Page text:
Chemical Composition of Secreted Wax from the Invasive Scale Insect, Elongate Hemlock Scale (EHS; Fiorina externa)

  • PI: Whitehill, Justin 
  • Direct Sponsor Name: NC Christmas Tree Association
  • Awarded Amount: $3,000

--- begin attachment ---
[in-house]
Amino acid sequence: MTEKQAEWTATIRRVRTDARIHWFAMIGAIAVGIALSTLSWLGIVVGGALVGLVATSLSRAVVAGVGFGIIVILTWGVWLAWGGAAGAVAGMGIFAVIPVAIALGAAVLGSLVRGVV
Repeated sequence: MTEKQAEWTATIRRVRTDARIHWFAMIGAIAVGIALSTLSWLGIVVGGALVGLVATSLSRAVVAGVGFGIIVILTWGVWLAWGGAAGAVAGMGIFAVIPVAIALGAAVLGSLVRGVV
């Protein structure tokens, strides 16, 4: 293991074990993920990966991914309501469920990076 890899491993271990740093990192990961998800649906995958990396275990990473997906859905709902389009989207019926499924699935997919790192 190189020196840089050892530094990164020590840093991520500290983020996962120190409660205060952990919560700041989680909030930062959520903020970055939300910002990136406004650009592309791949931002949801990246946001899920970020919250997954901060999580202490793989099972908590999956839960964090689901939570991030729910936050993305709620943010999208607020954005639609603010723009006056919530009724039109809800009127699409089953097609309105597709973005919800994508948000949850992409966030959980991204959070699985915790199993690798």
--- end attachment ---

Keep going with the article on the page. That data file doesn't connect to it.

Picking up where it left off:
Abstract: The overall goal of this proposal is to identify chemical components of Elongate Hemlock Scale (EHS; Fiorina externa) protective coverings that in order to develop novel and effective chemical treatments the control this pest. Invasive insects such as EHS have significant economic impacts on the commercial value of Fraser fir in North Carolina. If not controlled, these insect infestations can pose as ecological threats through the unintentional spread of these insects to other states. One of the most important quarantine pests on Fraser fir is EHS which significantly impacts the aesthetic value of a tree and can cause significant regulatory issues for growers. Symptoms of EHS infestation include a mottled appearance to needles, premature needle drop, and white fuzzy secretions (caused by male scale insects) that can decrease the overall economic value. Armored scale insects such as EHS have distinctive life stages that include a crawler, nymph, and adult stage.